Georgia Twin

2210 North Druid Hills Road NE,
Atlanta, GA 30303

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Georgia Twin

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The Georgia Cinerama was the last Cinerama to be built in the Metro Atlanta area although there was some controversy as to if it was a “true” Cinerama, since it used single, as opposed to triple projection. Really great theatre just the same with a giant curved screen, 70mm projection and a quadrasonic sound system that just blew you away.

Unfortunately in the mid-1970s it was carved up into two flat screen auditoriums. Since the theatre was built for Cinerama, it did not transition very well into a twin. The seating would cause a crick in either the left or right of the neck (depending on which of the two auditorium you were in) due to the screens not being in alignment with the seats.

The Cinema & Drafthouse group made a go with the theatre after Martin left and returned it back to a one screener albeit not Cinerama. Within year it was twinned again then went dark a short time thereafter.

Contributed by Jack Coursey

Recent comments (view all 15 comments)

Coate
Coate on June 5, 2007 at 11:10 pm

Stan:

In your post of May 15 you wrote that the “Martin Cinerama opened just as the run of How The West Was Won was ending its run at the Roxy.”

During my research of the original roadshow bookings of How The West Was Won the information I found is that the MARTIN CINERAMA was in fact the venue in which “HTWWW” played. It was a 30-week run beginning March 15, 1963.

I guess this makes me your second unofficial fact checker. :–)

StanMalone
StanMalone on June 6, 2007 at 9:58 am

Michael, Be careful assuming this role as it can be a full time job as you found out during the Stonemont Dolby episode. I was not living in Atlanta during the time of HTWWW and had always assumed that it and the other 3 strips played at the Martin. A few years ago at one of our lunches I was talking to the long time projectionist of the Roxy and he told me that the Roxy was the Atlanta home of 3 strip until the Martin was converted. I thought that he said that he ran all of the three strip through HTWWW, but he probably meant UNTIL. I am happy to hear this news as it means that the beautiful 3 strip set up at the Martin did get some first run use.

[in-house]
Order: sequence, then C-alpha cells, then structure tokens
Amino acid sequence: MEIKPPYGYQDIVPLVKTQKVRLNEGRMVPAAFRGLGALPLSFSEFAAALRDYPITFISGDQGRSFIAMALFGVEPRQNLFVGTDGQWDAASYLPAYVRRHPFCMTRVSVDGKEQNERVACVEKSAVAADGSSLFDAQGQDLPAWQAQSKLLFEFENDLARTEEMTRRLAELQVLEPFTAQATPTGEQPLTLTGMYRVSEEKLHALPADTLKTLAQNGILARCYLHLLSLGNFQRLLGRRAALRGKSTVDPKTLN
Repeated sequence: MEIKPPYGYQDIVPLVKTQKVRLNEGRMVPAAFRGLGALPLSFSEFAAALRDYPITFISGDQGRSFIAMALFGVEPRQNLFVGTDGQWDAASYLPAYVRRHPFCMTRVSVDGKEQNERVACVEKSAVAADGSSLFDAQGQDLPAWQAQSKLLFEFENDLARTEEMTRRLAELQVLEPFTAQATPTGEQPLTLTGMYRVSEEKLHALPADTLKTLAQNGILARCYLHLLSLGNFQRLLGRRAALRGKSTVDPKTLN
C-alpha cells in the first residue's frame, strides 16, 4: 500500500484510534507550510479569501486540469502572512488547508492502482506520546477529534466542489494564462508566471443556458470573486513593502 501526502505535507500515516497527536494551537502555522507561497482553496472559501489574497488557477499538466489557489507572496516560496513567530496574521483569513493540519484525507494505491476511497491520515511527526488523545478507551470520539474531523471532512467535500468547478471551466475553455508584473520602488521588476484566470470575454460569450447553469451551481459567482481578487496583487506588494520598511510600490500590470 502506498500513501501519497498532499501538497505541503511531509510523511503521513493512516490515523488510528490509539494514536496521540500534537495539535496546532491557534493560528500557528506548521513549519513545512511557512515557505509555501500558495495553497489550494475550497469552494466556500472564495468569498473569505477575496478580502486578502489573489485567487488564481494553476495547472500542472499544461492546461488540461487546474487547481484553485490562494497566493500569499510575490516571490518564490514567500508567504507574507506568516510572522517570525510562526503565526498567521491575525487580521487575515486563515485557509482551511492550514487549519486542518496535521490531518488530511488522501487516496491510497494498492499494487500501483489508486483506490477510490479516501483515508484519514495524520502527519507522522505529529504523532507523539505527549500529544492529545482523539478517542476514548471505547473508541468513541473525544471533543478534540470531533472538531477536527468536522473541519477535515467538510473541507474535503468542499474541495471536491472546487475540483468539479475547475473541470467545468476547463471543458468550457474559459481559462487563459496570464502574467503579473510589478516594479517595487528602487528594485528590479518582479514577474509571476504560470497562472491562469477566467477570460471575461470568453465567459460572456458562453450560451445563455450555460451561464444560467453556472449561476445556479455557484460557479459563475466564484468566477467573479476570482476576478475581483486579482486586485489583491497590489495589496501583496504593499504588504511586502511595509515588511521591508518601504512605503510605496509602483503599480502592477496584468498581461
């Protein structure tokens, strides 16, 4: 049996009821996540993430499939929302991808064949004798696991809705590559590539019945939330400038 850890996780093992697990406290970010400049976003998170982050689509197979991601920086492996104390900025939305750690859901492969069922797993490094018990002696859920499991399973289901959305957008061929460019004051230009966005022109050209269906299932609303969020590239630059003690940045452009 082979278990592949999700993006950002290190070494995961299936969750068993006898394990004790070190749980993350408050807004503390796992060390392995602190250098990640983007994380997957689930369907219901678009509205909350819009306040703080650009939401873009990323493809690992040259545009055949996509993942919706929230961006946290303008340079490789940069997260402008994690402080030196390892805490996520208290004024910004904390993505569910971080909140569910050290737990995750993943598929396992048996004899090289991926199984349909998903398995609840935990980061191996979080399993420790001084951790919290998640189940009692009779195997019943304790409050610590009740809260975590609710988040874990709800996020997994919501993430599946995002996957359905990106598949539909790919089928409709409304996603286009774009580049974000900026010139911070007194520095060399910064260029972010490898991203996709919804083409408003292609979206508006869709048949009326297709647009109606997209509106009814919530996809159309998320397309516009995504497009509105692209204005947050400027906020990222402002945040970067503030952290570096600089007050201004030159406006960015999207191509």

I never saw 3 strip at the Martin and my only connection to it there was to make use of the A and C booths which had been converted to storage rooms by the time I worked there during its days as the Atlanta. One of the managers I worked for during those days was Bob Carr, who I think you know, or know of.

I saw HTWWW in 1963 at the Ritz Theatre in Birmingham. If you care to check that page on this site /theaters/9396/ you will find my write up on that and some others I saw there. You will also find a link to an excellent website on Birmingham theatre history which has pictures of the Ritz during its conversion to Cinerama.

As for the Martin Cinerama, the first movie I saw there was 2001. I greatly enjoyed your write up on that one from your Script To DVD website. http://www.in70mm.com/news/2004/2001/release.htm Anyone who has not seen this should take the time to read it and enjoy its picture of the opening day ad from the AJC with the Martin Cinerama logo at the bottom.

Thanks for taking the time to make this correction. Anyone who can wade through all of the CT comments to root out these mistakes has my respect and sympathy.

ctrwd
ctrwd on August 30, 2007 at 11:15 pm

I’m not sure from StanMalone’s lengthy May 15, 2007 article which movie played where, but here’s what I remember:
GEORGIA Cinerama: Mediterranean Holiday, Hallelujah Trail, Battle of the Bulge, Russian Adventure, Grand Prix, Krakatoa.
MARTIN’S Cinerama: 2001, Patton, This Is Cinerama (reissue). After it became the Atlanta, they presented a two-week sequence of 2001 & 2010, both projected on the Cinerama screen. Although 2010 was a 35mm print, it looked OK on the big screen.

Coate
Coate on October 24, 2008 at 3:27 pm

A complete rundown of the Cinerama presentations in Atlanta can be found here.

Cliff Carson
Cliff Carson on July 10, 2009 at 2:30 am

I remember this when it was a SINGLE large theater. I also remember seeing the 1973 re-release of THE SOUND OF MUSIC there. It was a MOB scene. Totally sold out. Incredible experience. I also remember seeing the re-release of THOROUGHLY MODERN MILLIE at the Georgia Cinerama. Another film I saw there was BEDKNOBS AND BROOMSTICKS.

In later years it became a draft house and was never the same. Last film I saw there was John Water’s HAIRSPRAY. Not the best movie going experience I ever had but an interesting one. I was on a first date and ended up having great sex afterwards.

This theatre was not too far from the TOCO HILLS movie theatre. Someone once wrote that growing up in Atlanta was like watching your past being hauled away in a dump truck.
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Joe Vogel
Joe Vogel on June 14, 2010 at 9:27 pm

Here is a rendering from an aerial perspective of Martin’s Georgia Theatre, published with a brief article in Boxoffice of July 27, 1964, about the time construction began.

I’ve been unable to find an article devoted to the opening of the house, but Boxoffice of March 29, 1965, said that the Georgia Theatre was scheduled to open with the roadshow of “The Greatest Story Ever Told” on April 14. July 19, 1965, Boxoffice item said that the Georgia Theatre had opened during Holy Week, following a four-week delay caused by weather-related construction problems. The same item said that “Hallelujah Trail” was set to open at the house on July 29.

galateasca
galateasca on July 9, 2013 at 9:25 pm

Saw my first “big girl” film there…The Sting.

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